Extras vs no extras

If you wear glasses, love massage or find yourself at the osteopath, physio or chiropractor on a regular basis, having extras cover as part of your private health insurance can save you quite a few dollars. For some of us, it’s simply a peace of mind solution that if we need healthcare then it won’t cost us a fortune.

When buying health insurance, you’ll be presented with the options of:

  • Just private health/hospital without extras
  • Just extras
  • A package deal that includes both private health/hospital and extras cover

Most of us end up with a package deal that includes extras. Here’s a few things for which you may be able to use your extras cover. If you think you’ll be able to take advantage of some of these things, your extras cover may be suitable for you.

Cost

Basic extras start from as low as $25 a month, then up to over $100 a month if you want a premium cover but this is without the Government Rebate. Mid level extras cover is around $65-$80 a month. However, depending on your rebate this could then be reduced to under $35-$50 a month.

Physio, chiro, natural therapy, massage and other allied health

Some policies split how you can claim for allied health services while others will have more specific limits on different types of cover. Typically, you’ll have a limit of how much you can claim back at each consultation, say up to 60%, then a further annual limit, eg $500 for a group of services.

Some policies group services such as chiro, physio and osteo with a single annual limit, while other services such as remedial massage and natural therapies are put in another group.

If you see two types of professionals regularly, eg both a chiro and a physio, you may be best off looking for a policy that separates the costs for these two disciplines so you can claim a higher amount back each year.

If you are after specific services such as podiatry, speech therapy or dietetics, you should read the detail of the policy to see if this is covered. To get the best value from your cover, you need to be using it regularly.

Getting new glasses (even sunglasses)

A typical optical limit for extras cover is around $200 a year. You may also have to serve a waiting period, say six months, before you can claim on this. Generally, you can only claim for prescription glasses (including prescription sunglasses), contact lenses and repairs to your glasses.

The limits are annual and will reset at your date you joined. If you know this date, you can visit your optometrist prior to this date to ensure you get the most value out of your limit, then again after this date. Some people wait until this period every year to get new glasses and split the cost with appointments before and after the date.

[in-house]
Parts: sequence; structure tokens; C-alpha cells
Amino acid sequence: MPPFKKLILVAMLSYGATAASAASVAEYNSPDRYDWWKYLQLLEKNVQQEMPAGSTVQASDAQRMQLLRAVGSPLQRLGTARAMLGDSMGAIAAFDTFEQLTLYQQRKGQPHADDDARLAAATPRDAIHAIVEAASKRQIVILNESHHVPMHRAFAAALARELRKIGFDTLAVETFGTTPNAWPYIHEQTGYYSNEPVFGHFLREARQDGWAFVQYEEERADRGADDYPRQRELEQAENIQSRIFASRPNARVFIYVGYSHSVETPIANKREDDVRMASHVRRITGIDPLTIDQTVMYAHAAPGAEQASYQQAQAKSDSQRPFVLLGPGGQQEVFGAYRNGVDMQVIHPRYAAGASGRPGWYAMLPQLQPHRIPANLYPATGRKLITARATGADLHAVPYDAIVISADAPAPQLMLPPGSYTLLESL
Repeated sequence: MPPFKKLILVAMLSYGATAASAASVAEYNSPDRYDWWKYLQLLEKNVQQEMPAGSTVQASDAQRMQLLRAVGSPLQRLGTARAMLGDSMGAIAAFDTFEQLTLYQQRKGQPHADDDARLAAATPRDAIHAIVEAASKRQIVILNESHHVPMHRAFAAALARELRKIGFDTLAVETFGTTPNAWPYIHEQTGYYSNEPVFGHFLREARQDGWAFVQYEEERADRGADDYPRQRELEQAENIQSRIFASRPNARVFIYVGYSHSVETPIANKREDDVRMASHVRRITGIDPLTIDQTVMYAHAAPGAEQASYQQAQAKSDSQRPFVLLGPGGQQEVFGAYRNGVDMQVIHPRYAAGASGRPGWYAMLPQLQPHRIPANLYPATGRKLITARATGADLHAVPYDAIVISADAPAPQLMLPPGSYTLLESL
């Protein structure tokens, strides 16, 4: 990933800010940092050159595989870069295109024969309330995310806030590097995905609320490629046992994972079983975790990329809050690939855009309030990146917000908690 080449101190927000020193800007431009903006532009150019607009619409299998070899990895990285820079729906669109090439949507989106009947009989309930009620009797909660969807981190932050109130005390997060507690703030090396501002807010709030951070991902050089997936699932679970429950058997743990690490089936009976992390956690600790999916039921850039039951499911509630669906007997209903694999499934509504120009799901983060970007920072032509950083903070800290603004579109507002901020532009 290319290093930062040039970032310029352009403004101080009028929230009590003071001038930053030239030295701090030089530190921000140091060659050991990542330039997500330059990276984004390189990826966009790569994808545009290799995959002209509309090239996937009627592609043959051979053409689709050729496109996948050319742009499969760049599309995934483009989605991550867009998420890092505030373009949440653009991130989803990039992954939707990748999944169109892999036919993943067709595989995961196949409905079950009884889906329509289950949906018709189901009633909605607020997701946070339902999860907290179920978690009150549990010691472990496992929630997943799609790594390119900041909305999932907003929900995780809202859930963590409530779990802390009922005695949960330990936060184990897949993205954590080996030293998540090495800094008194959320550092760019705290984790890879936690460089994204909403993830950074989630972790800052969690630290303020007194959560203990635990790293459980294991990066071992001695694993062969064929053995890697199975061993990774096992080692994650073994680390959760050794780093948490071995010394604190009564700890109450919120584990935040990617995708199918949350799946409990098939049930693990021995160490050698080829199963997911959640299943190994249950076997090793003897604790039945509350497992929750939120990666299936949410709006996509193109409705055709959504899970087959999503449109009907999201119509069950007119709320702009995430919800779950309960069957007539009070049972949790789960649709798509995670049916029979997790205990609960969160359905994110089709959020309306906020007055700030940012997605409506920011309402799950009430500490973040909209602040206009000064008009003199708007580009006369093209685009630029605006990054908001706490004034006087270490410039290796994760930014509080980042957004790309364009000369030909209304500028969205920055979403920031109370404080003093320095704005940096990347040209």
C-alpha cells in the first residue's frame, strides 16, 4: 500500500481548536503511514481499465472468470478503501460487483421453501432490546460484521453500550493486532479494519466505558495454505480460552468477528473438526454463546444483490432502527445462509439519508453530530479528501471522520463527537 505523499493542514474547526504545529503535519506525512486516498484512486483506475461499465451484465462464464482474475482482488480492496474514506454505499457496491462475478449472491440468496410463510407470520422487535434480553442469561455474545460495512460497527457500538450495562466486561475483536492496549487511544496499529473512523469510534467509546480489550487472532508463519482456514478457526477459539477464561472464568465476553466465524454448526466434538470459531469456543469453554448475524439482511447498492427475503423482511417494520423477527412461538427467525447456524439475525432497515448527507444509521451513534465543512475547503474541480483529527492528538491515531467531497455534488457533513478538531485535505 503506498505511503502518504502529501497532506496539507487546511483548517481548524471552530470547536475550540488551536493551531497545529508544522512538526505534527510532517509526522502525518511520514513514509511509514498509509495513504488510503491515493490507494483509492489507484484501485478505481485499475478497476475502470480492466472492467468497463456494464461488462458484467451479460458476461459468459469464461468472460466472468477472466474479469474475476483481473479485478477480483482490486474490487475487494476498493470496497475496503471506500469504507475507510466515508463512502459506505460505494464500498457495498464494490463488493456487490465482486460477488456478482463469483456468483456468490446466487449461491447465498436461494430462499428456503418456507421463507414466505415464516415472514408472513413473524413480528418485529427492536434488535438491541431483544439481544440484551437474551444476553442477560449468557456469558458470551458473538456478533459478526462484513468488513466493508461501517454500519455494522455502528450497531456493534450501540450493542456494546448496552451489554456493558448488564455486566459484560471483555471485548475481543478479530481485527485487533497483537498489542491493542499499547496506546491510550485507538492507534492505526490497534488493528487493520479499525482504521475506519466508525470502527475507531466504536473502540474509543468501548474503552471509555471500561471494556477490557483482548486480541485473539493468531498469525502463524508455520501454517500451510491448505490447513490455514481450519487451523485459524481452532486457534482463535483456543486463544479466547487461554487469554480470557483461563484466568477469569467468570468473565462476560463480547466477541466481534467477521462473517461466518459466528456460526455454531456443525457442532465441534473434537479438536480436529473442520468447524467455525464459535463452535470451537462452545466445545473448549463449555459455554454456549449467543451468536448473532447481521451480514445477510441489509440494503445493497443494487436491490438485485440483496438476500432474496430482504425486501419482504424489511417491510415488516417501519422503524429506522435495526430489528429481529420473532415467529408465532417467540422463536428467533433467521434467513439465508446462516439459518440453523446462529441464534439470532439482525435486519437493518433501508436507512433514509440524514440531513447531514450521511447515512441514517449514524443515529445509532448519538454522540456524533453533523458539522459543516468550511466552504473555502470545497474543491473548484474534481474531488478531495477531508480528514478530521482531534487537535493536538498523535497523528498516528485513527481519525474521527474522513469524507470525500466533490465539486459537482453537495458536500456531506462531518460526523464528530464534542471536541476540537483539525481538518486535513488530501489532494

Dental checkups

Most of us probably don’t go as often as we should to dental check-ups. However, if you are diligent or put off by the cost of dental checkups, then you can get minimal extras cover to lower costs for this. Basic extras cover will typically only cover check-ups, diagnosis and simple extractions. 

Other dental

If you think you’ll need complex dental such as crowns, bridgework, root canals, dentures or surgical extraction of your wisdom teeth, then you may be better off investing in a high level of extras cover. The basic levels are largely for checkups and very simple work.

Ambulance cover

Read the fine print on your policy carefully. Sometimes a policy will only cover ambulance travel where it is ‘medically necessary’. With some policies you can claim 100% of the cost of the ambulance membership back. There may be limit on the cost of ambulance travel (eg $500), which is lower than the average cost of $1,100.

Medical devices

If you think or know you’ll need a device such as hearing aids, a blood glucose monitor (eg diabetics), sleep apnoea monitor, extremity pump, nebuliser pump or orthopaedic aids (eg knee brace) you can choose cover that will provide some rebate.

Sometimes, medical devices will only be covered in some circumstances, eg after medically necessary surgery – so it’s a good idea to check the policy. There will likely be a limit to what you can claim for each device, eg $500 for hearing aids, and potentially a maximum percentage, eg 50%.

If you feel you are unlikely to require any of these devices then you may be better off financially with a lower level of extras cover that excludes these or has a low rebate.

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